Month: March 2014

Film Review- ‘Mr. Peabody & Sherman’ (***1/2)

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Sherman, this is time travel.  You can't just push the "easy" button.

Sherman, this is time travel. You can’t just push the “easy” button.

“Mr. Peabody & Sherman”   ***1/2 (out of 5)

Starring (the voice talents of): Ty Burrell, Max Charles, Ariel Winter, Stephen Colbert, Leslie Mann, Allison Janney, Patrick Warburton

Written by: Craig Wright, based on the animated TV short ‘Peabody’s Improbable History’ created by Ted Key and produced by Jay Ward

Directed by: Rob Minkoff

Those south of 30 may not recall the “Rocky and His Friends” or “The Bullwinkle Show” cartoons, created in the 1950s and shown via syndication in the 1980s.  Attached to those shows were segments entitled “Peabody’s Improbable History”, which were neat, albeit corny little entries focused around the world’s smartest individual, Mr. Peabody.  He just happens to be a beagle, who happens to have an adopted son, Sherman.  I remember enjoying the show, more so than the adventures of Rocket J. Squirrel and Bullwinkle J. Moose, for it focused on science (specifically time travel) and history, and had something to say.  They visited a variety of historical figures, breathing life into the people I only read about in class.

Despite how neat it was, I was surprised to see that this lesser-known property had the traction to become a major motion picture, for it was something I had forgotten over time. Thankfully “Mr. Peabody & Sherman” is a flick worthy of everyone’s attention, and worthy of entering the stream of public conscience again.  It isn’t content to simply be a hyper children’s film, but also isn’t so highbrow as to distance itself from the little ones.  In other words, it’s rather satisfying, excellently rendered family film that gives ‘smarts’ a palatable voice in a genre that generally excludes them.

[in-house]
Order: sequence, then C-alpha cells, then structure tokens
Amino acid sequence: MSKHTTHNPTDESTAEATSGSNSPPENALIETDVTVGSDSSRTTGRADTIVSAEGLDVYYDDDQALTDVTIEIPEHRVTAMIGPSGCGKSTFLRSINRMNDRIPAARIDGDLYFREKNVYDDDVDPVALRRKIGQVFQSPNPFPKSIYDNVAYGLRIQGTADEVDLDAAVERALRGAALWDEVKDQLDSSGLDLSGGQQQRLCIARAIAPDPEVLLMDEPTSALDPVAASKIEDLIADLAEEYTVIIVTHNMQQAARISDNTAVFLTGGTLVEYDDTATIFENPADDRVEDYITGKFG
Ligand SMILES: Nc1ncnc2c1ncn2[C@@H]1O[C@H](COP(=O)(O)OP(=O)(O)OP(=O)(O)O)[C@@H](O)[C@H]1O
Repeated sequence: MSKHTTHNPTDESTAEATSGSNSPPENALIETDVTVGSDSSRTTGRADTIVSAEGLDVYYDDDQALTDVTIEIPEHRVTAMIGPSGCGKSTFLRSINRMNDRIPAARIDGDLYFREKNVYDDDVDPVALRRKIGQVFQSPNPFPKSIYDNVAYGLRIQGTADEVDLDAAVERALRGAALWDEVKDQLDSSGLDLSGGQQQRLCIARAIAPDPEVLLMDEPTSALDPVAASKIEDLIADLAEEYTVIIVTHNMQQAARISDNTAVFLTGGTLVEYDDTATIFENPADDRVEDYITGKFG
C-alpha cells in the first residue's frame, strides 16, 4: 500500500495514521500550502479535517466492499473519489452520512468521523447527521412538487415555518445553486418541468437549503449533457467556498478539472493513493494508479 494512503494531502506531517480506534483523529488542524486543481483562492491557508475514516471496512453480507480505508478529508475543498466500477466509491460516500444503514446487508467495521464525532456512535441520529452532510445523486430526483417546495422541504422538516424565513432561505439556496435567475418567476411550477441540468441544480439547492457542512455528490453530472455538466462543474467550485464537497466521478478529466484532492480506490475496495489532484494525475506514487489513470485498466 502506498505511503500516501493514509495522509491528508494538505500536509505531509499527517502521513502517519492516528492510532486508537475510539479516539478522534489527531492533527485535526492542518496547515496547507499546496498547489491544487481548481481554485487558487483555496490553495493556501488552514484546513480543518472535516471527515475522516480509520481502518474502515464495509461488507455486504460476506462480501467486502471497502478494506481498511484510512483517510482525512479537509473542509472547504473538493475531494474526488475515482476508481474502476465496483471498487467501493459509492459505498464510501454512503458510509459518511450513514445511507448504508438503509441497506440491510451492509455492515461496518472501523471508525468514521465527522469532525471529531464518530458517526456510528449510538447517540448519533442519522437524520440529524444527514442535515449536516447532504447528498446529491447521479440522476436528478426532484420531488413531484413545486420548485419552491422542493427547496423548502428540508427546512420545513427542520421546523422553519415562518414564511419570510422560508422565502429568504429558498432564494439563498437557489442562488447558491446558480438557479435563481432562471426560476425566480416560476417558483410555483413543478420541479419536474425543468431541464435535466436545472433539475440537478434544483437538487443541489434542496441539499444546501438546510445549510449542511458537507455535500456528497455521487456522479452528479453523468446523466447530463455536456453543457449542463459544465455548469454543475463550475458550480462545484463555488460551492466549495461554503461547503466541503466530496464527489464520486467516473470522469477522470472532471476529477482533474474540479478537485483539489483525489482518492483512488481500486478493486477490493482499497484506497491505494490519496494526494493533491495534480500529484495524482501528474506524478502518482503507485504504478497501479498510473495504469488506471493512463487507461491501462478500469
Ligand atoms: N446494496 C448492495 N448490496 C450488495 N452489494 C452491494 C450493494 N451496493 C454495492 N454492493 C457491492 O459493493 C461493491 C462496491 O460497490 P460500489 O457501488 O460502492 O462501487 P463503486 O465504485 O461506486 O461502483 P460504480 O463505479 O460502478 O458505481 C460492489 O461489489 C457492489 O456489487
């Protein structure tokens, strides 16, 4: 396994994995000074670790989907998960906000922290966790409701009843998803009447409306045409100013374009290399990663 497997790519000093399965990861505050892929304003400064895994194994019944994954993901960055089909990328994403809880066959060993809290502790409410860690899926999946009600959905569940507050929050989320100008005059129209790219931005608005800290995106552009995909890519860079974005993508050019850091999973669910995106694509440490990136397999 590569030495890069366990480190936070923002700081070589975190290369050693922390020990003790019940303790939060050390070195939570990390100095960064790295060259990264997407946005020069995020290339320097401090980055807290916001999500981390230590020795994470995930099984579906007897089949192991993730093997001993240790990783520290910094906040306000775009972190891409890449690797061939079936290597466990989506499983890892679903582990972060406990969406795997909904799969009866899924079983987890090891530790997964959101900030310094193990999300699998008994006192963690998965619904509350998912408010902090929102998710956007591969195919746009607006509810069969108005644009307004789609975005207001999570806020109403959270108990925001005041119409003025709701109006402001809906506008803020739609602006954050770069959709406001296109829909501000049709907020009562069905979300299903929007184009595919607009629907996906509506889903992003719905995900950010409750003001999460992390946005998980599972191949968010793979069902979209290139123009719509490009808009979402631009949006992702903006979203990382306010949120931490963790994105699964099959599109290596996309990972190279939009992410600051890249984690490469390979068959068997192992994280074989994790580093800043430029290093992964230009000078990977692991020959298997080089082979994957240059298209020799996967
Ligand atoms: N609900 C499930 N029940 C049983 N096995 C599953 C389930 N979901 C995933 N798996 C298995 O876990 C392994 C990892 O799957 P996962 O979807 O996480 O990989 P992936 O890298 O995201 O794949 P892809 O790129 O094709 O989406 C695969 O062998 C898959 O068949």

Mr. Peabody (Burrell) can pretty much do it all.  He’s a scientist, explorer, inventor, painter, photographer, athlete, chef, etc.  Like other high achievers though, he’s missing something.  That’s where Sherman comes in.  Mr. Peabody adopts him (which differs from the original show, where Sherman was his pet), as he sees much of himself in the young boy.  Luckily, the film acknowledges the species difference, and gracefully allows the explanation to work within the framework of the plot.  Mr. Peabody is not so graceful at expressing his feelings, for when Sherman tells his adoptive father he loves him, he’s met with a neutral “I have a very fond regard for you, too”.  As you can imagine, that is revisited later in the film.

This is an interesting family dynamic- not so much because he’s a dog, but because it’s non-traditional.  Even if it was by accident, the script wonderfully allows for their small, non-traditional family to have the same kind of ups and downs as a ‘regular’ family.  It may be a stretch to draw the conclusion that children who see this will remember this and become more accepting of alternative family situations, but it’s pleasant to see a children’s film open to different ideas.

Interestingly, the same family situation I referenced does drive the plot.  Sherman is starting school, and in the process he gets picked on for being the son of a ‘dog’.  Specifically, a girl named Penny decides he is ripe for the bullying, and picks on him until he actually bites her.  That’ll earn a trip to the principal’s office, and parents, teachers, case workers, etc will get involved.  Interestingly, the film doesn’t seem interested in the justice or injustice of the situation- after all, the girl did provoke him, but I digress.  Mr. Peabody does what he can to mend the situation by having Penny and her parents over for dinner.  He’s confident that a few drinks and pleasant conversation can wash the situation under the table.